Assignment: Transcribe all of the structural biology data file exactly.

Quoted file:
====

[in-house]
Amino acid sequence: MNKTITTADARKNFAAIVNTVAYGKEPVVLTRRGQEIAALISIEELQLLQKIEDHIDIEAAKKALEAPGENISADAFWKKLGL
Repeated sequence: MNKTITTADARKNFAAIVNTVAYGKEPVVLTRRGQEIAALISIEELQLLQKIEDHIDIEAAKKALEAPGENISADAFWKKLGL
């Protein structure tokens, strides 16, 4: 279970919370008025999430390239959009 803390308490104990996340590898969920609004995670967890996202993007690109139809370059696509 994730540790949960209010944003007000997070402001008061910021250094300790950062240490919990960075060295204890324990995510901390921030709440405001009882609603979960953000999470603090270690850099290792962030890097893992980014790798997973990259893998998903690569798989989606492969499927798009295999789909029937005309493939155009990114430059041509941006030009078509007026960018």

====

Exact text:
[in-house]
Amino acid sequence: MNKTITTADARKNFAAIVNTVAYGKEPVVLTRRGQEIAALISIEELQLLQKIEDHIDIEAAKKALEAPGENISADAFWKKLGL
Repeated sequence: MNKTITTADARKNFAAIVNTVAYGKEPVVLTRRGQEIAALISIEELQLLQKIEDHIDIEAAKKALEAPGENISADAFWKKLGL
């Protein structure tokens, strides 16, 4: 279970919370008025999430390239959009 803390308490104990996340590898969920609004995670967890996202993007690109139809370059696509 994730540790949960209010944003007000997070402001008061910021250094300790950062240490919990960075060295204890324990995510901390921030709440405001009882609603979960953000999470603090270690850099290792962030890097893992980014790798997973990259893998998903690569798989989606492969499927798009295999789909029937005309493939155009990114430059041509941006030009078509007026960018």